Captain, We’re Sinking-The King of No Man

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There are plenty of pop-punk bands.  Had I been maybe 10 years younger, I’d probably adore Knuckle Puck, Real Friends, or Neck Deep, but I’m a cynical 23 year old.  My pop-punk requires a little more substance.  Bands like The Menzingers, The Wonder Years, or Modern Baseball are all able to provide this to me.  There are unique aspects to the brands of pop-punk that each of these bands provide, where the first three all sort of blend together.  Maybe it’s just the Barnett connection to the Menzingers, but my better senses tell me that Captain, We’re Sinking’s The King of No Man really shouldn’t be a record that I love as much as I do.

On Captain, We’re Sinking’s third full-length, they continue some of the storytelling of their past records, most notably 2013’s The Future is Cancelled, although, plenty of seemingly autobiographical pieces seem to get worked in.  This is what really sets Captain apart from their contemporaries: the ability to meld fiction and nonfiction like the Mountain Goats or The Hold Steady.  “Trying Year” is perhaps the best opening for a midyear release this year in that it has been a really trying year.  “Smash 2” is an example of the type of pop-punk that someone like Jarrod Alonge would make fun of, but Barnett’s conviction makes this an incredibly enjoyable song.  Like Craig Finn and John Darnielle, Barnett likes to get clever and wordy with his hyper-emotional lyrics.  On “Crow (Little Wounds),” he sings,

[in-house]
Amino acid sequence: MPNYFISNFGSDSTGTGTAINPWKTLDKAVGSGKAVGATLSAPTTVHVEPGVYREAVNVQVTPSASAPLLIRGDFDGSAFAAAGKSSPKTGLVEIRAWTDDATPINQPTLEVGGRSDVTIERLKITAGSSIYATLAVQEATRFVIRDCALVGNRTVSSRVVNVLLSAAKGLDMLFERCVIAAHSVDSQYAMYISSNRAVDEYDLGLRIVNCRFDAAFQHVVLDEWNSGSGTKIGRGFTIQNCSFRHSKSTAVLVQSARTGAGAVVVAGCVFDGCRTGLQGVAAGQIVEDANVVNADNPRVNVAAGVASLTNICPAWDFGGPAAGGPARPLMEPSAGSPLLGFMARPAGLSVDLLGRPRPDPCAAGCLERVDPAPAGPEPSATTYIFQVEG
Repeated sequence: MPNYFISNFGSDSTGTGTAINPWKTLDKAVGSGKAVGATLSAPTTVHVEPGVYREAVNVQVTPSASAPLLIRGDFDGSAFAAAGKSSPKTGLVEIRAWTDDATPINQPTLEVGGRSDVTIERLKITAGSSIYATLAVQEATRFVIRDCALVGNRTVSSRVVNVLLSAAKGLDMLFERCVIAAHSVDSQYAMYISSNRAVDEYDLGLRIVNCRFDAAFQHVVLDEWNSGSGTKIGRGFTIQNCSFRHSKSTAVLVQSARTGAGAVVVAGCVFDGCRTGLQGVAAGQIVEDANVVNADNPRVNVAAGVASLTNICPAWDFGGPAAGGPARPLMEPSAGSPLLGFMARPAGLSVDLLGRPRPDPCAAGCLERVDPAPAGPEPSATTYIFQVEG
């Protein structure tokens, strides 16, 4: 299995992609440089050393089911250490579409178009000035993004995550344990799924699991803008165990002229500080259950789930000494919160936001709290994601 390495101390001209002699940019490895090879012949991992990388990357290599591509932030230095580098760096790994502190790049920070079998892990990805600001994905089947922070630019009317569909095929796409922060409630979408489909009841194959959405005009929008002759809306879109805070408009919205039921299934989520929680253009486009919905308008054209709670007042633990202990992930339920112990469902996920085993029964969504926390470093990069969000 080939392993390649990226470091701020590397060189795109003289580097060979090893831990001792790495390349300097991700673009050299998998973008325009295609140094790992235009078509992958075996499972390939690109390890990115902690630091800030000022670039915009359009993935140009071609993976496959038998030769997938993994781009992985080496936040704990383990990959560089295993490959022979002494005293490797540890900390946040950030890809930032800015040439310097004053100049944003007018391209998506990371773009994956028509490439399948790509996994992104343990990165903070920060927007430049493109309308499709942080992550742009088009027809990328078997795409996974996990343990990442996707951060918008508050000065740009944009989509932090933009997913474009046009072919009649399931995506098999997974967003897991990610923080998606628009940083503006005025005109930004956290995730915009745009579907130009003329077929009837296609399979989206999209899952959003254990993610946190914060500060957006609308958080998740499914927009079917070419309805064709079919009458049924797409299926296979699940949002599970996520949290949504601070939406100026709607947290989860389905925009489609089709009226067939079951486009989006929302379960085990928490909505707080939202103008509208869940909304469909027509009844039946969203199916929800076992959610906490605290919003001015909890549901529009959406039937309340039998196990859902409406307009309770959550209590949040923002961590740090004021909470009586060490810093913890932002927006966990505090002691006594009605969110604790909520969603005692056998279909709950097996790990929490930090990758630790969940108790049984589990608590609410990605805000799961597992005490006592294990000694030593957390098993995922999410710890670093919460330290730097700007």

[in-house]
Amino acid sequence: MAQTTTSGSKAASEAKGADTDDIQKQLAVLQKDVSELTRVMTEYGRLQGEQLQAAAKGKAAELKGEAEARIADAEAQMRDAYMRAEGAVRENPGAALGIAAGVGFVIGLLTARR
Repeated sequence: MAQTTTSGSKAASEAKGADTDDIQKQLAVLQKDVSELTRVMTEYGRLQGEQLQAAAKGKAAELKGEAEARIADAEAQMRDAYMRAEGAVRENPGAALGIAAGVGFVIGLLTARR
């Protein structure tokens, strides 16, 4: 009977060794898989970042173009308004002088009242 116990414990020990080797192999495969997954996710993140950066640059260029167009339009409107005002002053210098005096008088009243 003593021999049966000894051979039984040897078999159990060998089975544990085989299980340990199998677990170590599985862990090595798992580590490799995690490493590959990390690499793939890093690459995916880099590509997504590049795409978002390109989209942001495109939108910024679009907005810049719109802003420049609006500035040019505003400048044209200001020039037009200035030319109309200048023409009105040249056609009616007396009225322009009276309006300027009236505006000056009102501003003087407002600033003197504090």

You said that the only thing that’s stable in your life
Is the shaking drink in your hand
As always, I have nothing to say
I’ll exchange your words for an awkward glance
And you demand
Heal your little wounds
I’ll heal mine too

Songs like “Dance of Joy” or “Hunting Trip” also see lyrics that search for other perspectives or focus more on telling stories, much like their previous record.  Even though this isn’t as much as a concept album, there are themes of death, aging, and memory.

This also sees CWS experimenting more with sound. While many songs don’t stray terribly far from the band’s past sounds, there’s certainly more math rock and intricate picking. “The Future is Cancelled Pt. II” borrows heavily from arena metal. The closing title-track certainly has some brighter tones.  Nothing holds a candle to “Dance of Joy,” though.  It’s easily the most unique sounding CWS yet.  It has country-tinged folk elements before exploding into a chorus of U2-sized arena rock, and Barnett shows his massive chops as a vocalist.

 

James Crowley

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